De Sousa's first nine months as a rider for the international racing stables of Sheikh Mohammed bin Rashid Al Maktoum, Vice President and Prime Minister of the UAE and Ruler of Dubai, were solid but unspectacular.
The highlight was the maiden European Group 1 victory aboard Hunter's Light in Italy in November and for the third consecutive season he rode over 100 winners in Britain.
Despite these notable milestones, De Sousa remained in the shadows behind the luminosity of Godolphin colleagues Frankie Dettori and Mickael Barzalona. Both riders not only enjoyed the taste of victory on Dubai World Cup night, but added to their hauls at the highest level throughout the international season. Barzalona even secured a British Classic when he guided Encke to victory in the English St Leger in September.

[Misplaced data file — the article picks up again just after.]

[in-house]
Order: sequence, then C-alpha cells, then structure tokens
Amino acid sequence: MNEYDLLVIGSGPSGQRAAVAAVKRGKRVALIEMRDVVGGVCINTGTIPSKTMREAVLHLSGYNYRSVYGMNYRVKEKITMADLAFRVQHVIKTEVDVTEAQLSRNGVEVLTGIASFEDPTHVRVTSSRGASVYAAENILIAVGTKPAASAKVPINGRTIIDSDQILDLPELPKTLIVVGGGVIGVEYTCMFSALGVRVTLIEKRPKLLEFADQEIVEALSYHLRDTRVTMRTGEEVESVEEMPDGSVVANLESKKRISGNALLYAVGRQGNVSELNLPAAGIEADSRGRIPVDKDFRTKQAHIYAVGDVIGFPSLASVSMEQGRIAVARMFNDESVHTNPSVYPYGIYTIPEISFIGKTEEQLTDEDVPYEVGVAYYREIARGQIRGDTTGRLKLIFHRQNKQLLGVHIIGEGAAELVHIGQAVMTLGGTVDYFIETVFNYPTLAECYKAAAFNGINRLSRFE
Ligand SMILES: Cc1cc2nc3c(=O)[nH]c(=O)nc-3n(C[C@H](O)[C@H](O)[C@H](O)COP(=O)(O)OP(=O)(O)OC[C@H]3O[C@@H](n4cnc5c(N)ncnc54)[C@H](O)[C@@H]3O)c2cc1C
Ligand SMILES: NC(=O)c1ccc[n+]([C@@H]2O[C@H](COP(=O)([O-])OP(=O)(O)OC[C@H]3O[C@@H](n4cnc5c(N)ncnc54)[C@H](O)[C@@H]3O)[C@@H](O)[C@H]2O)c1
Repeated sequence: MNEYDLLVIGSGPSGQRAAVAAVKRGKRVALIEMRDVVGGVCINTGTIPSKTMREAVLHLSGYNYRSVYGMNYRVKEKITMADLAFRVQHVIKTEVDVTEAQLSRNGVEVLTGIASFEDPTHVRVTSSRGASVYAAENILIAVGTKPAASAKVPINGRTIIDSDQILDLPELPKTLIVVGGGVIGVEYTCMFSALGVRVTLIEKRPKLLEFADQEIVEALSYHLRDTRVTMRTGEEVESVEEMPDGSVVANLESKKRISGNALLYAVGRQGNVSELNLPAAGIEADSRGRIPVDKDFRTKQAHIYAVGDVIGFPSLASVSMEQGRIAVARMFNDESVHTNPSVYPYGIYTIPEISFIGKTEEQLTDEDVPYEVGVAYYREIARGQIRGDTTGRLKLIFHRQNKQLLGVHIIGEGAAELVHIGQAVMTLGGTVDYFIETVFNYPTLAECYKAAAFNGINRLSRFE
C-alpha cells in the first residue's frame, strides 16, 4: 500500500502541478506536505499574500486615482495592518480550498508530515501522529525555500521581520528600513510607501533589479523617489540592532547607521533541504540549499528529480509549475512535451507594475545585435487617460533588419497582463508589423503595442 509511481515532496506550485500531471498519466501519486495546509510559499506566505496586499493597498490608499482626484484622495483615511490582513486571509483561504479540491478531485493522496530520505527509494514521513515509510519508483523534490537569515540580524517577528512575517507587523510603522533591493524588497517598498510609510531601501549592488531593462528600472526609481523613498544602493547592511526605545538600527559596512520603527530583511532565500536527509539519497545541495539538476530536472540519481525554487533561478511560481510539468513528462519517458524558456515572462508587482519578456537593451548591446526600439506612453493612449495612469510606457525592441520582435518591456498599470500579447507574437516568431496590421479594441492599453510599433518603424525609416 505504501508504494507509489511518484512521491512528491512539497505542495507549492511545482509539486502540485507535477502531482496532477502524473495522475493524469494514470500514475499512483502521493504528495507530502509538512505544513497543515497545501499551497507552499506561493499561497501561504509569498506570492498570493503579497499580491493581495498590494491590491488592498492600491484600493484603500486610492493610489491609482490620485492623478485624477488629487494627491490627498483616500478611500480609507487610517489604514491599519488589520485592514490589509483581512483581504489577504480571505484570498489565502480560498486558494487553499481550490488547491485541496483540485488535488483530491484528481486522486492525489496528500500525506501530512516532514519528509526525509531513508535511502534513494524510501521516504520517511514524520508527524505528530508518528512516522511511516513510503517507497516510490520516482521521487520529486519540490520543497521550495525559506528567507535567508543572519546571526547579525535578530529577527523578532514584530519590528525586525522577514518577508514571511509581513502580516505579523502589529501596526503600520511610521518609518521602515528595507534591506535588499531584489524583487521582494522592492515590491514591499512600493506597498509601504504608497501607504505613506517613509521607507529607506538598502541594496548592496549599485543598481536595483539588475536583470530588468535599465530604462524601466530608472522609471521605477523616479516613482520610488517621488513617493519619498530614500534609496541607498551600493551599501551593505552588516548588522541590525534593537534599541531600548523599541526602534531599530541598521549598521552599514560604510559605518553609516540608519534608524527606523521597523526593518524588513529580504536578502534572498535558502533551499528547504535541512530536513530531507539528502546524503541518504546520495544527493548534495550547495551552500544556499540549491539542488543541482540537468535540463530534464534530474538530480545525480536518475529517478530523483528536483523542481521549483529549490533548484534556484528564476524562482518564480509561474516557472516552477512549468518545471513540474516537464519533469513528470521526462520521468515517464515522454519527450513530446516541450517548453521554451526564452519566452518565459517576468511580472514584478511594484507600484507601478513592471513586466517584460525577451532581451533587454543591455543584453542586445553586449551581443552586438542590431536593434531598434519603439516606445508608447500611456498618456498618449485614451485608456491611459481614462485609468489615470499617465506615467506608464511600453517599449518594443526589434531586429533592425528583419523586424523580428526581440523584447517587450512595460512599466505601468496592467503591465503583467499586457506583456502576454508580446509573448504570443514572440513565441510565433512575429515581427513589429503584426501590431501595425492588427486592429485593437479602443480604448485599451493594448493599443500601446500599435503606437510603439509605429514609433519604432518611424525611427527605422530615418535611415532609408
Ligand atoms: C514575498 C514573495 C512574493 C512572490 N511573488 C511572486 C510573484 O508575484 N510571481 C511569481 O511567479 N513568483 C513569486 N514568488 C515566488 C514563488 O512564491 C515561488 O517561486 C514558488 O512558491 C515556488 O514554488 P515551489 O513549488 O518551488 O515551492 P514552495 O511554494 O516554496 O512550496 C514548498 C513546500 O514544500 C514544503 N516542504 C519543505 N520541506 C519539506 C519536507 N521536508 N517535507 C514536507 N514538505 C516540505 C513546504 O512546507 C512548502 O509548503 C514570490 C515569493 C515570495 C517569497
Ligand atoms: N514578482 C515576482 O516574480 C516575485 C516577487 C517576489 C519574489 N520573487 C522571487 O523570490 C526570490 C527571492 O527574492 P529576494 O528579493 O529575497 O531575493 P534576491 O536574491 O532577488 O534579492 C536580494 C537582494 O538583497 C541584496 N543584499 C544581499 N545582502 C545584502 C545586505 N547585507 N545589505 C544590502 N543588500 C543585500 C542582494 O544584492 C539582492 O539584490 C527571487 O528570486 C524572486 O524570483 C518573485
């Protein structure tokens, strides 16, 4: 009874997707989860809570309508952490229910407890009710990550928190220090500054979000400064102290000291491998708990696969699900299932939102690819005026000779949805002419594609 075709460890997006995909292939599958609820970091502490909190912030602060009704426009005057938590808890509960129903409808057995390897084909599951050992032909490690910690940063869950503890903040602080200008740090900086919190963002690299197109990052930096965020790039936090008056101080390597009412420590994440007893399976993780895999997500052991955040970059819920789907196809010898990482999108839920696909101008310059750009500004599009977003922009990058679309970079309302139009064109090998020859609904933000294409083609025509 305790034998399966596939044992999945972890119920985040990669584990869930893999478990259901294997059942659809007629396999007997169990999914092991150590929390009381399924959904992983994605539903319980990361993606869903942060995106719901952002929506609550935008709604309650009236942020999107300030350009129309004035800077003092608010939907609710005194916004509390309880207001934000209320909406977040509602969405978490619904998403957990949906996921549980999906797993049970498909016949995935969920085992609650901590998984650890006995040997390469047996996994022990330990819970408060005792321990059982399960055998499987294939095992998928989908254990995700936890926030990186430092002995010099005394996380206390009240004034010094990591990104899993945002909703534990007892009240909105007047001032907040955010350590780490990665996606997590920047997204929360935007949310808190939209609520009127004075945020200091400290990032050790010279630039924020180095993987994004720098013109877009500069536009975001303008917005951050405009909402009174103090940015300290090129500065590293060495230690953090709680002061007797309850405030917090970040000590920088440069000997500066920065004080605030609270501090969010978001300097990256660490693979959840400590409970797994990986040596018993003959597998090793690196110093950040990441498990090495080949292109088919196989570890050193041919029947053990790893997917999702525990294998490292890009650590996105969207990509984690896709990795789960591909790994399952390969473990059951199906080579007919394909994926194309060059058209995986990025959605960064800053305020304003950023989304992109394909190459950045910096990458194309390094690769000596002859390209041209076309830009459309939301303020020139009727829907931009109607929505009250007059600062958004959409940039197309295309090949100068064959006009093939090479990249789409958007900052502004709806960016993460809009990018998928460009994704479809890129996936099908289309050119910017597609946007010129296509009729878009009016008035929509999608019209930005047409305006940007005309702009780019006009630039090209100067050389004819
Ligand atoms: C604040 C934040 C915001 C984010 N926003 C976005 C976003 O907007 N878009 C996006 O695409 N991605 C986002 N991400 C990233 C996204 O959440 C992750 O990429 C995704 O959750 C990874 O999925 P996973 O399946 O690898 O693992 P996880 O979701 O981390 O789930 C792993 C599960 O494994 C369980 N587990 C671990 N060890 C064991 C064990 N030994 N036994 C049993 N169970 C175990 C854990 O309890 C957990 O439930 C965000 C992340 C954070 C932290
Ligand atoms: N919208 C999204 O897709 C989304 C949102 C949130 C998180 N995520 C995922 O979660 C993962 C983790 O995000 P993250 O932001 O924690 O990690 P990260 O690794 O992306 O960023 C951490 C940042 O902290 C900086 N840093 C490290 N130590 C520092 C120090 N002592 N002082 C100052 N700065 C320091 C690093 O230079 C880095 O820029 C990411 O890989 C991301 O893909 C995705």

For 18 years, Dettori reigned as the supreme talent within Godolphin but with the charismatic Italian rider ejected from the Godolphin fold after testing positive for a banned substance in September, there is now everything to gain.
The public faces of both Barzalona and De Sousa are always genial but neither would be human, or indeed elite sportsmen, if in private they did not consider this campaign to be a bitter struggle to nail down Dettori's position.
Barzalona has the advantage in so many ways. De Sousa's preparation for next week's Dubai World Cup Carnival involved getting married to long-term partner Victoria Behan while maintaining his fitness on the British all-weather tracks.
In contrast, Barzalona has been in Dubai, alongside the key players of Simon Crisford, the racing manager, and Mahmood Al Zarooni and Saeed Bin Suroor, the trainers.
At just 21, he is considered by many as the long-term successor to Dettori and despite his relative inexperience he already boasts on his CV the 2012 Dubai World Cup on Monterosso, as well as an electrifying triumph on Pour Moi in the Derby at Epsom in 2011.